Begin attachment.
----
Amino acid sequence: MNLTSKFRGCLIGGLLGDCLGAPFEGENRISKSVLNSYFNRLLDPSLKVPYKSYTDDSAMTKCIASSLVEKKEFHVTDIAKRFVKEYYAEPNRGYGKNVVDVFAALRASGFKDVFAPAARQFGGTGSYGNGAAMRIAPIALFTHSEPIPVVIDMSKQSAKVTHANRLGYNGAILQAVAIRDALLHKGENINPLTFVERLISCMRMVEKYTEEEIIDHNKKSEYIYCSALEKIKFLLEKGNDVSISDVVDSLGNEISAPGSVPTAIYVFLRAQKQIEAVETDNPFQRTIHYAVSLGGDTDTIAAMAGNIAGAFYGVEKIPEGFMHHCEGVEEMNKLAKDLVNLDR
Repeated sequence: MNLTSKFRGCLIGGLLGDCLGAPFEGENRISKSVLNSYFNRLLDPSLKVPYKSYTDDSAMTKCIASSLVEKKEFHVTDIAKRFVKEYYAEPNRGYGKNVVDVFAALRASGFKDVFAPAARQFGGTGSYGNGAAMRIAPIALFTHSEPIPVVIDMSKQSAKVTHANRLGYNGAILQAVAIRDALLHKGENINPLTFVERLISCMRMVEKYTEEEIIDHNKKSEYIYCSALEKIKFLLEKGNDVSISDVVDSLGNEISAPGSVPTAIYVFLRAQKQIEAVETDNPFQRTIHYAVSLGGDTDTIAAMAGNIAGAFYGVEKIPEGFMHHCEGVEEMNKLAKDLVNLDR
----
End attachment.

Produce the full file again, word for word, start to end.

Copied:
Amino acid sequence: MNLTSKFRGCLIGGLLGDCLGAPFEGENRISKSVLNSYFNRLLDPSLKVPYKSYTDDSAMTKCIASSLVEKKEFHVTDIAKRFVKEYYAEPNRGYGKNVVDVFAALRASGFKDVFAPAARQFGGTGSYGNGAAMRIAPIALFTHSEPIPVVIDMSKQSAKVTHANRLGYNGAILQAVAIRDALLHKGENINPLTFVERLISCMRMVEKYTEEEIIDHNKKSEYIYCSALEKIKFLLEKGNDVSISDVVDSLGNEISAPGSVPTAIYVFLRAQKQIEAVETDNPFQRTIHYAVSLGGDTDTIAAMAGNIAGAFYGVEKIPEGFMHHCEGVEEMNKLAKDLVNLDR
Repeated sequence: MNLTSKFRGCLIGGLLGDCLGAPFEGENRISKSVLNSYFNRLLDPSLKVPYKSYTDDSAMTKCIASSLVEKKEFHVTDIAKRFVKEYYAEPNRGYGKNVVDVFAALRASGFKDVFAPAARQFGGTGSYGNGAAMRIAPIALFTHSEPIPVVIDMSKQSAKVTHANRLGYNGAILQAVAIRDALLHKGENINPLTFVERLISCMRMVEKYTEEEIIDHNKKSEYIYCSALEKIKFLLEKGNDVSISDVVDSLGNEISAPGSVPTAIYVFLRAQKQIEAVETDNPFQRTIHYAVSLGGDTDTIAAMAGNIAGAFYGVEKIPEGFMHHCEGVEEMNKLAKDLVNLDR